It's probably a joke that Apple is one of the few stores selling unlocked phones. The Samsung store won't sell you phones, neither does Sony nor Microsoft... they just chase you to a carrier store so you can buy the locked one.

Re:Hate to be a troll or anything, but... (0)

Anonymous Coward | about a year and a half ago | (#42747747)

What if Obama's iPhone 5S platinum plus edition is locked to AT&T, but he wants to use BOOST MOBILE?

Then he's still SOL.
AT&T uses GSM, Boost (Sprint) uses CDMA.

captcha: enabler

Re:Hate to be a troll or anything, but... (0)

Anonymous Coward | about a year and a half ago | (#42747491)

If reversing this law costs Obama anymore more than some token political capital, that says more about how fucked up this law is than anything else.

Re:Hate to be a troll or anything, but... (2)

Mitreya (579078) | about a year and a half ago | (#42747725)

The law would have to be reversed by Congress, and right now, even if Obama wanted to, he's going to save his political capital for those fights which advance his own goals

And there is very little reason to think Obama will want to.
White House has not been taking these petitions seriously -- the "build a death star" petition got a much (much!) more thorough and well-written response than "legalize pot" or "ban TSA" petitions. This tells me quite a bit about the expected petition impact.

USA! USA! (5, Insightful)

coder111 (912060) | about a year and a half ago | (#42747965)

Is it just me, or is capitalism in USA becoming even scarier than socialism in USSR was? I mean, I understand ending up in a mental institution (or a gulag in earlier times) for criticising the party. That's harsh and ruthless and unfair and evil, but at least understandable. But life-ruining fines and jail time for downloading an mp3 or using a device you own to the fullest? That's just insane. Well, not insane. It's exactly the same thing. It's a punishment for resistance against the Powers that Be. In USSR this was the government and the party, so you were punished for speaking up against government. In USA government does not matter. In USA it's the corporations, so you'll get punished for doing anything at all that annoys them.

Compared to being ruled by these corporations, politburo looks like a good idea...

--Coder

Re:USA! USA! (3, Insightful)

Luckyo (1726890) | about a year and a half ago | (#42748003)

In Russia, power is money.
In USA, money is power.

Re:USA! USA! (2)

kdemetter (965669) | about a year and a half ago | (#42748009)

Extremes are always a lot closer than it seems : in extreme socialism/communism everything is controlled by a single government entity ( the government owns everything, including all companies )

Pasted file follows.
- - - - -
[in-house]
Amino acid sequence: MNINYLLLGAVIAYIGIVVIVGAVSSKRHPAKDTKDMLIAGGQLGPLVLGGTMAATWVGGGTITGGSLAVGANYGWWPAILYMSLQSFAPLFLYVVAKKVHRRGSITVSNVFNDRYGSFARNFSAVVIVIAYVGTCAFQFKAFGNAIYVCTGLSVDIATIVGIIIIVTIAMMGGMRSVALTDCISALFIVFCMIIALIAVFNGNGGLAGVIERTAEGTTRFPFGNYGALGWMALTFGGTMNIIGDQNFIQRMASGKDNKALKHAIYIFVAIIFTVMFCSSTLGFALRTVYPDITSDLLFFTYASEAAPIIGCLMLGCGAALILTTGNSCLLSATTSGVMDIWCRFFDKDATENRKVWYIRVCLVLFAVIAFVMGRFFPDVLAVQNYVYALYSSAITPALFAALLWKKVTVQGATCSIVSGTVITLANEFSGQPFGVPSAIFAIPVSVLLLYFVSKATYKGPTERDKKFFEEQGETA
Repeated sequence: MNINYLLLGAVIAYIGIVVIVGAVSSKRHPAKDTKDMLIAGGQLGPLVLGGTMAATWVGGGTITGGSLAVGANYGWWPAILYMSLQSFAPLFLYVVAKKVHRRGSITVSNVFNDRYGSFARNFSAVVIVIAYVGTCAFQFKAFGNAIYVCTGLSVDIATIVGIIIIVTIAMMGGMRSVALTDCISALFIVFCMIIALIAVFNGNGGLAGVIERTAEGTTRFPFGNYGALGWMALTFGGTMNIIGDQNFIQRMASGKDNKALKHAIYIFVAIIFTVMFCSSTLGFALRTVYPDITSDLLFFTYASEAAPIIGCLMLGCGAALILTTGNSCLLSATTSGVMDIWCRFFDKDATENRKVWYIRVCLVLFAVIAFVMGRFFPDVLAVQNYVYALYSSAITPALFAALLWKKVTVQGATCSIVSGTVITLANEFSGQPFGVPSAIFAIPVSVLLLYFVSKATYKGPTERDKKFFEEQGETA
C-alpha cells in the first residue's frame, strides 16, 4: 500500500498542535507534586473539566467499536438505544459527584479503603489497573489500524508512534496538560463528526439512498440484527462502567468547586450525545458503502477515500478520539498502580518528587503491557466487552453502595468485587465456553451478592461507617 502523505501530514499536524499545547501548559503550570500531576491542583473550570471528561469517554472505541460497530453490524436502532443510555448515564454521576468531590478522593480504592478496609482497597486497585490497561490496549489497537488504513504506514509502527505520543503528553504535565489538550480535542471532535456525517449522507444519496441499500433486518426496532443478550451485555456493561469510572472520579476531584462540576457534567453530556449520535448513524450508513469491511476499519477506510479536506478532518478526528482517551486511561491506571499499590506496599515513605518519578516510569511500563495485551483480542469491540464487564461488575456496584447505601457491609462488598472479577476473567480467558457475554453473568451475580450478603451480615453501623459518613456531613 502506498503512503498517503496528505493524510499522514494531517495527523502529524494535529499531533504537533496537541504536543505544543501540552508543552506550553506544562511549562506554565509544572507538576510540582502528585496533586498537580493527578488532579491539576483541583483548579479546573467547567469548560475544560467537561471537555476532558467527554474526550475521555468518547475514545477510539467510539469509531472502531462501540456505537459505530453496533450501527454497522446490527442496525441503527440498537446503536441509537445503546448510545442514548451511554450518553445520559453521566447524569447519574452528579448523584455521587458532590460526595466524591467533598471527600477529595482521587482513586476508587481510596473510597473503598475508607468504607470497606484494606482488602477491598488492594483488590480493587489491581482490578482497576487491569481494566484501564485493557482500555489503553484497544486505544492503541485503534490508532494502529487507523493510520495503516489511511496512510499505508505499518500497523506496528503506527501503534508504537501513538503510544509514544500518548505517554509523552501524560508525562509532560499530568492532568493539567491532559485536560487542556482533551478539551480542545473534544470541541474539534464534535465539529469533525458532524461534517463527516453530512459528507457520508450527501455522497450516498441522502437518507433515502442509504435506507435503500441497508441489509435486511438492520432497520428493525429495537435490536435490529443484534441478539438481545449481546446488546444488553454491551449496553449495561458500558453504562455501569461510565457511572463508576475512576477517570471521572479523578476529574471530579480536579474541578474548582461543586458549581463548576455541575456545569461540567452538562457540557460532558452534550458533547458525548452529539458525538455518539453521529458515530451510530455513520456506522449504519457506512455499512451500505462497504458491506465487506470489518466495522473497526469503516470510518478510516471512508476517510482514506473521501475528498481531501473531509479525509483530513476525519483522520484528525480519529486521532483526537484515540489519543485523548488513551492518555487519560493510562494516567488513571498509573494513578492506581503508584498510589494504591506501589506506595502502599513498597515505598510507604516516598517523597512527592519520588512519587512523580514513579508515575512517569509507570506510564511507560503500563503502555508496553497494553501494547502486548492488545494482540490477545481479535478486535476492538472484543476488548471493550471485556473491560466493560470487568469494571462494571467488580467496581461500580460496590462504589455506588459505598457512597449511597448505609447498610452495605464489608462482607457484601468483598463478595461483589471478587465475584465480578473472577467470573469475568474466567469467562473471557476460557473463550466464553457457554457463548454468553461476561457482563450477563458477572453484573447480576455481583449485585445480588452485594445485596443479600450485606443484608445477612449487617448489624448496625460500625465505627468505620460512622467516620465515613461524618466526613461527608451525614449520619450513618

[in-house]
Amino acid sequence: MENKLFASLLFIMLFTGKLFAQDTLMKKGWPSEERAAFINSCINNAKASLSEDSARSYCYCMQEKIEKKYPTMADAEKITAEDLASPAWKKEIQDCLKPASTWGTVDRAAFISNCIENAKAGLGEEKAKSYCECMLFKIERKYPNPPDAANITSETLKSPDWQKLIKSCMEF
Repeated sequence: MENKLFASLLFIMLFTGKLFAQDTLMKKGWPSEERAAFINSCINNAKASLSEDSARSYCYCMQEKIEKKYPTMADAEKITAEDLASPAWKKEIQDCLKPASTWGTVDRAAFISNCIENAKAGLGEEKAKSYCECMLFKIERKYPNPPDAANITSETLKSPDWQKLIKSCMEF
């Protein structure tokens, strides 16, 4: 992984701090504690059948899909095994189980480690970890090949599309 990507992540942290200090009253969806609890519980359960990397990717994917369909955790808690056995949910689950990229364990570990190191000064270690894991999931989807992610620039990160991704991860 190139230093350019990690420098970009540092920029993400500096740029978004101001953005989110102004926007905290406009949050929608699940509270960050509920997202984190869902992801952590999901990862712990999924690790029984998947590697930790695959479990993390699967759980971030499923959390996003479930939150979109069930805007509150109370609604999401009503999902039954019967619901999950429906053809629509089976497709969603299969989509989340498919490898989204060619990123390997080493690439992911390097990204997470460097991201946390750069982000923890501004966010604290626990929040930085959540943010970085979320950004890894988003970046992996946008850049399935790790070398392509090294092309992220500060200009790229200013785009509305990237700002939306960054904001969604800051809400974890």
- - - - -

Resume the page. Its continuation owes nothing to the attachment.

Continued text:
In extreme capitalism, everything is controlled by a single company ( the company owns everything, including the government ).

Unsurprisingly , the end results are the same.

Re:USA! USA! (4, Insightful)

Savage-Rabbit (308260) | about a year and a half ago | (#42748091)

Extremes are always a lot closer than it seems : in extreme socialism/communism everything is controlled by a single government entity ( the government owns everything, including all companies )
In extreme capitalism, everything is controlled by a single company ( the company owns everything, including the government ).

Unsurprisingly , the end results are the same.

Right, compare Stalinism and Nazism, one extreme left wing the other extreme right wing, the difference wasn't really all that great in the way they operated. One of my favorite descriptions of these two systems comes from some nameless Soviet citizen who observed that Russians were forced to choose between two homicidal dictators and they chose the one who spoke Russian.

Re:USA! USA! (5, Insightful)

Opportunist (166417) | about a year and a half ago | (#42748217)

The systems aren't that much different when you strip the fluff.

Both systems are founded on a lie. The Communist lie was "Work hard today, and we'll all be living in paradise tomorrow." The Capitalist lie is more insidious, because it's more personal. "Work hard, and you can be rich too". What's insidious about it is that success is only dependent on YOU. If Communism fails, we all failed, and hence the system. If you don't work out in Capitalism, it only means you didn't work hard enough, it doesn't mean that the system is a lie. And as if to prove it is, there are some people who actually "made it", who managed to get rich. But once you look closer and find out just HOW they got rich, you notice that most of them either came from rich backgrounds or had backers who Joe Average has no chance of ever meeting. What's left of those self-made millionaires, who actually had an idea, risked everything and succeeded, is pretty close in number to lottery millionaires.